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Close the customer feedback loop but don’t be a Blocker

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Closing the customer feedback loop by telling your customers what you heard and what is changing as a consequence, is a very important part of the process, but you have to do it in a way that adds value.

I saw this on my local bus the other day.  In some ways, it was great to see the bus company trying to close the loop on the customer feedback process.  However, they haven’t really nailed the idea yet.

The white text says:

These beasts block you from getting off. You flatten like a stamp to get past but then you have to say ‘excuse me’ to them.  You told us this really bugs you.

(As an aside what’s the harm in having to say ‘excuse me?’)

Okay so the bus company is feeding back to its customers about a customer satisfaction issue and that issue is mostly out of their control.  The problem is that it’s a “so what” piece of feedback.  It says they heard what the customers said but the response is just not useful.

I can see that in some sense they are trying to educate the “blockers” that their behaviour is not wanted but this doesn’t seem like an effective approach to do that, to me at least.

To maximise the value that you generate from your customer feedback process you should always close the loop with your customers.  That communications does not always have to be about how you’re correcting the problem but it does need to address the areas that are under your control or at least appear to be under your control.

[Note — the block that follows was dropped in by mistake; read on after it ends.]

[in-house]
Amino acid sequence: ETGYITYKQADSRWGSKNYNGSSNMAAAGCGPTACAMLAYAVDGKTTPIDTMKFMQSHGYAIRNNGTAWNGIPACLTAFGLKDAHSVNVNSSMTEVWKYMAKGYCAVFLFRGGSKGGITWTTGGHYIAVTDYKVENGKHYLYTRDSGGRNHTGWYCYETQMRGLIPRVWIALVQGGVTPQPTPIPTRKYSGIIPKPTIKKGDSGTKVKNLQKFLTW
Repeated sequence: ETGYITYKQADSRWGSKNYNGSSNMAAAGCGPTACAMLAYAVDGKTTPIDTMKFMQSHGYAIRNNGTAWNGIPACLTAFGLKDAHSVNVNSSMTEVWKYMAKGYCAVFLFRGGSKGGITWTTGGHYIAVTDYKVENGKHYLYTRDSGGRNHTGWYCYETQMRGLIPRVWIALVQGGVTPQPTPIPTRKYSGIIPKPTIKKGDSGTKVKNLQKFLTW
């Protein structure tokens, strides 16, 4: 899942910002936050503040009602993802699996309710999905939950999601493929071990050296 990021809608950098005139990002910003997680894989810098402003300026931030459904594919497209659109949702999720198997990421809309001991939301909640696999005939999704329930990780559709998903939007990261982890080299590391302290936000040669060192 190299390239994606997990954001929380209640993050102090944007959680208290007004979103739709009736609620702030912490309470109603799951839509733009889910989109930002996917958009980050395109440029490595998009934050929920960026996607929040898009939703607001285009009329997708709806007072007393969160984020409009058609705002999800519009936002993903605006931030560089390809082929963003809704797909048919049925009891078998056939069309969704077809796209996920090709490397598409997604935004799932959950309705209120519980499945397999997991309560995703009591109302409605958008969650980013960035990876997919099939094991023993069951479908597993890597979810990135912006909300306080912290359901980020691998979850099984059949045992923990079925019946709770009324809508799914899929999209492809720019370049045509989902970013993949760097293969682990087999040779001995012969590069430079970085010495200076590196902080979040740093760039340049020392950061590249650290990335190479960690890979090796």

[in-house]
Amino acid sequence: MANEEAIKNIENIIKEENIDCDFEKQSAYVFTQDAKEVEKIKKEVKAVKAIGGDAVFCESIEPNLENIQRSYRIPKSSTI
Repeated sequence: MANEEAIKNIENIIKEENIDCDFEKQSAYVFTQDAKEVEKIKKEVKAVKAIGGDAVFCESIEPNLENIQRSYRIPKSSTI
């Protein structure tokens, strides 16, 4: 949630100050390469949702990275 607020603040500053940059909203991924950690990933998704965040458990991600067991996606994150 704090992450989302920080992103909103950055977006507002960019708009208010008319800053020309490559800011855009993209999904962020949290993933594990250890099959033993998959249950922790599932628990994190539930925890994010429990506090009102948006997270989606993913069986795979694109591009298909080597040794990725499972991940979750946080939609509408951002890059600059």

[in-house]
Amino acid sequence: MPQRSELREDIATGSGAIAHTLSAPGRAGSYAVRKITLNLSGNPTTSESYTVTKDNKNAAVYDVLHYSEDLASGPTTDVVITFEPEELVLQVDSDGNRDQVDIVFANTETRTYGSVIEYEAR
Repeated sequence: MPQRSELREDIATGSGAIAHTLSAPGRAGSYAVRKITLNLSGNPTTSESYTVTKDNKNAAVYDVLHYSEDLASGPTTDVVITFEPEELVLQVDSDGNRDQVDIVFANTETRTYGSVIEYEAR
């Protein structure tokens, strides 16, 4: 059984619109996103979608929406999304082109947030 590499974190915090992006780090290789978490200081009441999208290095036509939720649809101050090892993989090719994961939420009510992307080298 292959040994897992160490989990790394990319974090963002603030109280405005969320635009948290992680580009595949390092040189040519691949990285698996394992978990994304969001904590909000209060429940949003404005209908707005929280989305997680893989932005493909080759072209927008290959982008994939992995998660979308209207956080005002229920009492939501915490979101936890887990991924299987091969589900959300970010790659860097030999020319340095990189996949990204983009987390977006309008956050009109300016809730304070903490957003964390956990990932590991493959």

There will be some feedback that you can action quickly, some that will take some time and some that you just can’t change: but you need to let your customers know that you’ve heard them.

An example of the last one: when performing customer research in the insurance industry you often receive a complaint that “if I don’t use my insurance in the year [i.e. claim] I should get a refund of the fee less an administration charge”.  

Of course, this comment indicates a pretty deep misunderstanding of how insurance works. The response to this comment should not be to ignore it but to subtly educate your customers about how insurance works through your ongoing customer contact.

Closing the loop in this way confirms the tacit agreement you have with the person providing the feedback: I’ll tell you what I think if you try to fix it. 

If you don’t abide by your side of the bargain, try to fix it, then customers are less and less likely to provide you the feedback you need to improve your business.

On the other hand if you do use the information to improve your business your customers will be more likely to help you improve in the future, and your business will go from strength to strength.  A win/win situation.

I've created a step by step guide to implementing an Effective Customer  Feedback process: Download it Here

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